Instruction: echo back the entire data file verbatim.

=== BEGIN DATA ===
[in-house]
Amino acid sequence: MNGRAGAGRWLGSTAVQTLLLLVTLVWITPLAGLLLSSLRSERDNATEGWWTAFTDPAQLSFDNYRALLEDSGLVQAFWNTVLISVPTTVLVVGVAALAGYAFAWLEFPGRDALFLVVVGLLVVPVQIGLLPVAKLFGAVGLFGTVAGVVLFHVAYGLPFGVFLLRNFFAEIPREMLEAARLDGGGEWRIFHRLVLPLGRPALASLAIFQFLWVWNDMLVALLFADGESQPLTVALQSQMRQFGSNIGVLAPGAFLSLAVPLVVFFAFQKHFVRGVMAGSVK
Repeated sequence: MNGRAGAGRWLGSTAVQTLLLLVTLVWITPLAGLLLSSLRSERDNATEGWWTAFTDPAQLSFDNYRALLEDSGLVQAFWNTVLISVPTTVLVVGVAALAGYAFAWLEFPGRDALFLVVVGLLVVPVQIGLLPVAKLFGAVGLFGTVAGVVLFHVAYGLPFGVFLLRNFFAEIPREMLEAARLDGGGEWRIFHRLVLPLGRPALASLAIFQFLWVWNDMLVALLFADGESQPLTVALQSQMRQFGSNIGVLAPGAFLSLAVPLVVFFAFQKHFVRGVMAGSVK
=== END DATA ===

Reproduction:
[in-house]
Amino acid sequence: MNGRAGAGRWLGSTAVQTLLLLVTLVWITPLAGLLLSSLRSERDNATEGWWTAFTDPAQLSFDNYRALLEDSGLVQAFWNTVLISVPTTVLVVGVAALAGYAFAWLEFPGRDALFLVVVGLLVVPVQIGLLPVAKLFGAVGLFGTVAGVVLFHVAYGLPFGVFLLRNFFAEIPREMLEAARLDGGGEWRIFHRLVLPLGRPALASLAIFQFLWVWNDMLVALLFADGESQPLTVALQSQMRQFGSNIGVLAPGAFLSLAVPLVVFFAFQKHFVRGVMAGSVK
Repeated sequence: MNGRAGAGRWLGSTAVQTLLLLVTLVWITPLAGLLLSSLRSERDNATEGWWTAFTDPAQLSFDNYRALLEDSGLVQAFWNTVLISVPTTVLVVGVAALAGYAFAWLEFPGRDALFLVVVGLLVVPVQIGLLPVAKLFGAVGLFGTVAGVVLFHVAYGLPFGVFLLRNFFAEIPREMLEAARLDGGGEWRIFHRLVLPLGRPALASLAIFQFLWVWNDMLVALLFADGESQPLTVALQSQMRQFGSNIGVLAPGAFLSLAVPLVVFFAFQKHFVRGVMAGSVK